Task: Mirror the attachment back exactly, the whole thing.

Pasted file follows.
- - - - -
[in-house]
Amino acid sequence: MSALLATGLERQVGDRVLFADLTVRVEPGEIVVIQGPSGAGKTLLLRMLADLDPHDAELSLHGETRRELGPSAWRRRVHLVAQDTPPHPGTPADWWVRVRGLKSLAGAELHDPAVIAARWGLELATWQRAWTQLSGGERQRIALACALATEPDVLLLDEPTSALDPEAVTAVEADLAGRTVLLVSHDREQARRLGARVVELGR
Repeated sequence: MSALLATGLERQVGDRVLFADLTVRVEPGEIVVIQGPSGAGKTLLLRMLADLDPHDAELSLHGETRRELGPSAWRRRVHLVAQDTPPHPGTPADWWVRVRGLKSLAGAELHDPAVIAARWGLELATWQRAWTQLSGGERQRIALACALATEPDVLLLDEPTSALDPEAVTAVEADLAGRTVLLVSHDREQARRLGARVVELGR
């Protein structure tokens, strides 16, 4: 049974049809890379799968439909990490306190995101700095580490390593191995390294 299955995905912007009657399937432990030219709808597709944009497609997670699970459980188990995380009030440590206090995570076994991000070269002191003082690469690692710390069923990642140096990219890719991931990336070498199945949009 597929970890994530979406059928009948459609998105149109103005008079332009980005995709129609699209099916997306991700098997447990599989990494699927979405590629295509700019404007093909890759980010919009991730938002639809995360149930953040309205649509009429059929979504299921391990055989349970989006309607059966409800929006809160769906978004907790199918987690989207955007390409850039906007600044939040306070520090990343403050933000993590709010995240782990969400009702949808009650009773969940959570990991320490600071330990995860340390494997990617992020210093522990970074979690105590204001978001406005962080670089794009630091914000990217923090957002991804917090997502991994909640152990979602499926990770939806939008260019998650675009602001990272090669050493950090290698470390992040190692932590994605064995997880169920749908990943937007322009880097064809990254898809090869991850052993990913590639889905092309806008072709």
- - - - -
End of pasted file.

[in-house]
Amino acid sequence: MSALLATGLERQVGDRVLFADLTVRVEPGEIVVIQGPSGAGKTLLLRMLADLDPHDAELSLHGETRRELGPSAWRRRVHLVAQDTPPHPGTPADWWVRVRGLKSLAGAELHDPAVIAARWGLELATWQRAWTQLSGGERQRIALACALATEPDVLLLDEPTSALDPEAVTAVEADLAGRTVLLVSHDREQARRLGARVVELGR
Repeated sequence: MSALLATGLERQVGDRVLFADLTVRVEPGEIVVIQGPSGAGKTLLLRMLADLDPHDAELSLHGETRRELGPSAWRRRVHLVAQDTPPHPGTPADWWVRVRGLKSLAGAELHDPAVIAARWGLELATWQRAWTQLSGGERQRIALACALATEPDVLLLDEPTSALDPEAVTAVEADLAGRTVLLVSHDREQARRLGARVVELGR
């Protein structure tokens, strides 16, 4: 049974049809890379799968439909990490306190995101700095580490390593191995390294 299955995905912007009657399937432990030219709808597709944009497609997670699970459980188990995380009030440590206090995570076994991000070269002191003082690469690692710390069923990642140096990219890719991931990336070498199945949009 597929970890994530979406059928009948459609998105149109103005008079332009980005995709129609699209099916997306991700098997447990599989990494699927979405590629295509700019404007093909890759980010919009991730938002639809995360149930953040309205649509009429059929979504299921391990055989349970989006309607059966409800929006809160769906978004907790199918987690989207955007390409850039906007600044939040306070520090990343403050933000993590709010995240782990969400009702949808009650009773969940959570990991320490600071330990995860340390494997990617992020210093522990970074979690105590204001978001406005962080670089794009630091914000990217923090957002991804917090997502991994909640152990979602499926990770939806939008260019998650675009602001990272090669050493950090290698470390992040190692932590994605064995997880169920749908990943937007322009880097064809990254898809090869991850052993990913590639889905092309806008072709």